Silverstone at 70: The way we were

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Three modern racers slip out of their comfort zones to get a taste of Silverstone’s early days as a Grand Prix circuit

The faces are familiar, the décor anything but. Deep-pile Nomex has been cast aside for flimsy cotton and carbon helmets cede to glorified pudding bowls, though a barrage of Go-Pros and a couple of stout roll-hoops rather give the game away.

This isn’t so much period drama as period documentary. Multiple Grand Prix winner and 2015 world endurance champion Mark Webber is here with fellow F1/sports car racer Karun Chandhok and former Williams test driver Susie Wolff, each of them assigned to cars of a type that raced in Grands Prix at Silverstone when it still looked very much like a disused airfield. Their mission is to produce footage that will air on Channel 4 during its British GP coverage this year – and also to draw attention to the anniversary parades that will take place during the Silverstone Classic weekend on July 20-22, to highlight 70 years since the venue got the nod over RAF Snitterfield as the nation’s first post-war Grand Prix host.

Webber has been allocated Duncan Ricketts’ ERA E-type, which looks a bit like a scaled-down Mercedes W154 and has the added distraction of a centre throttle pedal. It is one of two E-types built – and both were entered for the inaugural RAC International GP in October 1948. This one should have been driven by Peter Walker, but after a troubled opening day he switched to an older B-type. Despite its driver missing Friday practice because he had to attend important business in London, the sister car of Leslie Johnson qualified fifth – the outside of the front row on a 5-4-5 grid – and was vying for second place on the opening lap when he clipped an oil drum and broke a driveshaft.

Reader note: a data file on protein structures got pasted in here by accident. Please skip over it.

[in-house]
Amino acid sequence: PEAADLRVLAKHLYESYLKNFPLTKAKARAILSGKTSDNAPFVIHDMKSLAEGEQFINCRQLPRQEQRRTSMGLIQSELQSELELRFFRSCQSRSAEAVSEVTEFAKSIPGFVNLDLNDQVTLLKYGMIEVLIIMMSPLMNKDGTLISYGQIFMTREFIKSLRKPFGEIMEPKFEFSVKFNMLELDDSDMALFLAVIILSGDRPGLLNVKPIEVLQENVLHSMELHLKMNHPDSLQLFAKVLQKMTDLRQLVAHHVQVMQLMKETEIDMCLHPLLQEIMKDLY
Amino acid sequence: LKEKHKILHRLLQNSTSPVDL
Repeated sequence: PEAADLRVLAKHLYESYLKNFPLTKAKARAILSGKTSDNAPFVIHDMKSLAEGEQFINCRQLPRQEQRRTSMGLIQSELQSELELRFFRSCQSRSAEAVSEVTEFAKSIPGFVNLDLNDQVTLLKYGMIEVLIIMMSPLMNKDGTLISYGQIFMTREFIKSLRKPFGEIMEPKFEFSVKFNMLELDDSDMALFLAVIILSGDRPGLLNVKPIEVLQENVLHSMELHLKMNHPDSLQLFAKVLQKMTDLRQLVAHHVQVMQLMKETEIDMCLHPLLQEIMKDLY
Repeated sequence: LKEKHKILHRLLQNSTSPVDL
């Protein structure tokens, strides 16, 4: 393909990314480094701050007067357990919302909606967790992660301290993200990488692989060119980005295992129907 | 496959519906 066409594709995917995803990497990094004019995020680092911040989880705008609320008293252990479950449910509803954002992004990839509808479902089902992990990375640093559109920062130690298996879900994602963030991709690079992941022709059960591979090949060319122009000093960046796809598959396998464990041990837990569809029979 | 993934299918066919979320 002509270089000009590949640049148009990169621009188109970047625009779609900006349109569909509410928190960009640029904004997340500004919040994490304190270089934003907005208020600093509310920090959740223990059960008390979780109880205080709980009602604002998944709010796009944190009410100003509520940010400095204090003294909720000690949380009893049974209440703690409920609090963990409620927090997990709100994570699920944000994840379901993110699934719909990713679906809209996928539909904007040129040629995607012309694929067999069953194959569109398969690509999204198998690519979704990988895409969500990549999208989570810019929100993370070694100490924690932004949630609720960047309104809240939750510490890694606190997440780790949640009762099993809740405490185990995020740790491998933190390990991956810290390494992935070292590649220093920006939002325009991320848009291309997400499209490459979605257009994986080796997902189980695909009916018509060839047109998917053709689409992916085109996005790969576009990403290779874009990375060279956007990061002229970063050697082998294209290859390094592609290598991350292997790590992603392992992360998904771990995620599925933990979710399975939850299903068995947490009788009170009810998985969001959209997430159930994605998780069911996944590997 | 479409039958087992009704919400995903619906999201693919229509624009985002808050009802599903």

Chandhok and Wolff are both in F2 cars, a Cooper-Bristol and an Alta from Ian Nuthall’s IN Racing stable. It was in a Cooper T20-Bristol that Mike Hawthorn enhanced his growing reputation, finishing third in the 1952 British GP [the first of two run only for F2 cars, in line with period regulations] behind the Ferraris of Nino Farina and Alberto Ascari, the 23-year-old Englishman’s first podium finish in a world championship GP.

This isn’t a serious test, but a cocktail of slow-speed filming duty and brisk experimentation to give all three a decent feel for the days of yore. Chandhok has raced a few times at the Goodwood Revival and Wolff has driven a number of Mercedes Heritage cars in demonstration events, but for Webber it’s a fresh phenomenon. “I did once get to run an ex-Jochen Rindt Lotus 49 at the Red Bull Ring,” he says, “but that’s probably as close as it gets – so absolutely nothing like this.”

Motor Sport is allowed into C4’s makeshift green room, within Silverstone’s Wing, to listen to the trio gather their thoughts.

First things first: three cars and a single centre throttle pedal. So how come the Aussie got that one?

“He’s Mark Webber,” says Wolff. “We thought he’d best be able to cope…”

Webber: “I’m sure we could all have driven it, but it did take some mental adjustment – particularly at the end of longish straights, coming in to Copse and Stowe. Once on the Hangar Straight I lifted off the throttle, coasted for a while – this was while we were filming – and then put my foot back on it again when I’d meant to brake…” He makes a few noises to describe the sensation, then releases a couple of expletives almost as quickly as he’d had to release the throttle. We get the picture. “I’ve raced for 27 years or whatever,” he adds, “but no matter how aware I was I still slipped up a couple of times.”

Chandhok thinks for a moment about parallel experiences… and conjures a 1961 Lightweight Jaguar E-type that he drove in the RAC TT Celebration at Goodwood.

“I know that was obviously different,” he says, “because it has a roof and all the rest of it, but in terms of technology it’s only nine years removed from this. The way it rolled around, the way it moved and the wooden tyres were similar, though I wasn’t exposed the way I was in this thing. I have to say, though, I was massively impressed with the precision of the Cooper’s gearbox, given when it was designed.

“Once I’d got the hang of it with the throttle blips, I started to think, ‘Blimey, this is becoming quite intuitive.’ I wasn’t having to think about it, unlike Mark – I’m not sure how I’d have coped with that. The more I drove, the more predicable the car felt.”